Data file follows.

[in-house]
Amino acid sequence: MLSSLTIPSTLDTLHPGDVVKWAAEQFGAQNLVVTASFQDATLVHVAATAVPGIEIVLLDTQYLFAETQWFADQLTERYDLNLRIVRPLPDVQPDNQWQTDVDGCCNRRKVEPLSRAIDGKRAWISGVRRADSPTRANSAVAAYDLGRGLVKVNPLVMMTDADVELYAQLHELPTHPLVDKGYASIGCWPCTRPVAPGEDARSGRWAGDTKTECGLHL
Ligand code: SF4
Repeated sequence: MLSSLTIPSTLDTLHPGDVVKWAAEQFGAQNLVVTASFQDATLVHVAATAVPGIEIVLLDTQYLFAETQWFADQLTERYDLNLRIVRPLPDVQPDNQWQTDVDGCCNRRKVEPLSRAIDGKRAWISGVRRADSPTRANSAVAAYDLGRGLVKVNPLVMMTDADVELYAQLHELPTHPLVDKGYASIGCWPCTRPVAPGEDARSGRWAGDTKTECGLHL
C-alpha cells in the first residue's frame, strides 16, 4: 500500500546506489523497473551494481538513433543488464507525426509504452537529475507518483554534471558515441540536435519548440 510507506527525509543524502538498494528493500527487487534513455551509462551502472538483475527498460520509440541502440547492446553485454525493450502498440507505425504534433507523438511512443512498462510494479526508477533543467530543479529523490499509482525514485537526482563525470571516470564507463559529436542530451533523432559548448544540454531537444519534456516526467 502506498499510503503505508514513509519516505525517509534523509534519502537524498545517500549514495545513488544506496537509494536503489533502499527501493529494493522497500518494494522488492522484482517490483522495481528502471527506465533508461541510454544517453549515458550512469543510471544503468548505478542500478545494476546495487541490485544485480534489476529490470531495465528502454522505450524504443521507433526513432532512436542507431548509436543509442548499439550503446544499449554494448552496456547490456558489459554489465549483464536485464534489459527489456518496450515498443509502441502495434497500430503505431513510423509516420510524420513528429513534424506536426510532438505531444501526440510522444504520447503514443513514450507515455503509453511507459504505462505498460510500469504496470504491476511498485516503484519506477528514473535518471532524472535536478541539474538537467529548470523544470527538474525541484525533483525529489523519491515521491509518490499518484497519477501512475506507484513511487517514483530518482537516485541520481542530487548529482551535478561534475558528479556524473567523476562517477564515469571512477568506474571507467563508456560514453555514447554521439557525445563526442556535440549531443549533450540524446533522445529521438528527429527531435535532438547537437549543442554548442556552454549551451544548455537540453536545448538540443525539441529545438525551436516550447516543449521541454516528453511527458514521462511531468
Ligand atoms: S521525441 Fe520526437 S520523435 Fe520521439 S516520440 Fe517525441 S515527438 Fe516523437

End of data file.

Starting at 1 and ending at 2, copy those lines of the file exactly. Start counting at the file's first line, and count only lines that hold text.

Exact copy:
[in-house]
Amino acid sequence: MLSSLTIPSTLDTLHPGDVVKWAAEQFGAQNLVVTASFQDATLVHVAATAVPGIEIVLLDTQYLFAETQWFADQLTERYDLNLRIVRPLPDVQPDNQWQTDVDGCCNRRKVEPLSRAIDGKRAWISGVRRADSPTRANSAVAAYDLGRGLVKVNPLVMMTDADVELYAQLHELPTHPLVDKGYASIGCWPCTRPVAPGEDARSGRWAGDTKTECGLHL